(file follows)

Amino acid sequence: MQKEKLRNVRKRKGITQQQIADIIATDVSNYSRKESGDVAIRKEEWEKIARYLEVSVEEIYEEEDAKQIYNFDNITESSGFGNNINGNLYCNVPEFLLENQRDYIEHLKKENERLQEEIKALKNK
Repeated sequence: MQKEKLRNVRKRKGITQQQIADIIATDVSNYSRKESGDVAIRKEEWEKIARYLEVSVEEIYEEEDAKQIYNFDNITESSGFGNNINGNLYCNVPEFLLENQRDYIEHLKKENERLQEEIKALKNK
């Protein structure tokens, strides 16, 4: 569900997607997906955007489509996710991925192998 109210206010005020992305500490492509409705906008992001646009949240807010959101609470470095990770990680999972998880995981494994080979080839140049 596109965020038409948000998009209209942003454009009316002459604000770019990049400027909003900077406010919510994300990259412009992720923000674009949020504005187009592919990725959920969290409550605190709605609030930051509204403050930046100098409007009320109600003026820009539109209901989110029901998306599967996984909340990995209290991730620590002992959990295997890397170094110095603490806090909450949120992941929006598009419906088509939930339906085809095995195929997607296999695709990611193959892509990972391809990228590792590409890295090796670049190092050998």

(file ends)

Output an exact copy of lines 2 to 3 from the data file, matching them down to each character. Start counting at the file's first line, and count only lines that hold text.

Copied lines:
Repeated sequence: MQKEKLRNVRKRKGITQQQIADIIATDVSNYSRKESGDVAIRKEEWEKIARYLEVSVEEIYEEEDAKQIYNFDNITESSGFGNNINGNLYCNVPEFLLENQRDYIEHLKKENERLQEEIKALKNK
């Protein structure tokens, strides 16, 4: 569900997607997906955007489509996710991925192998 109210206010005020992305500490492509409705906008992001646009949240807010959101609470470095990770990680999972998880995981494994080979080839140049 596109965020038409948000998009209209942003454009009316002459604000770019990049400027909003900077406010919510994300990259412009992720923000674009949020504005187009592919990725959920969290409550605190709605609030930051509204403050930046100098409007009320109600003026820009539109209901989110029901998306599967996984909340990995209290991730620590002992959990295997890397170094110095603490806090909450949120992941929006598009419906088509939930339906085809095995195929997607296999695709990611193959892509990972391809990228590792590409890295090796670049190092050998």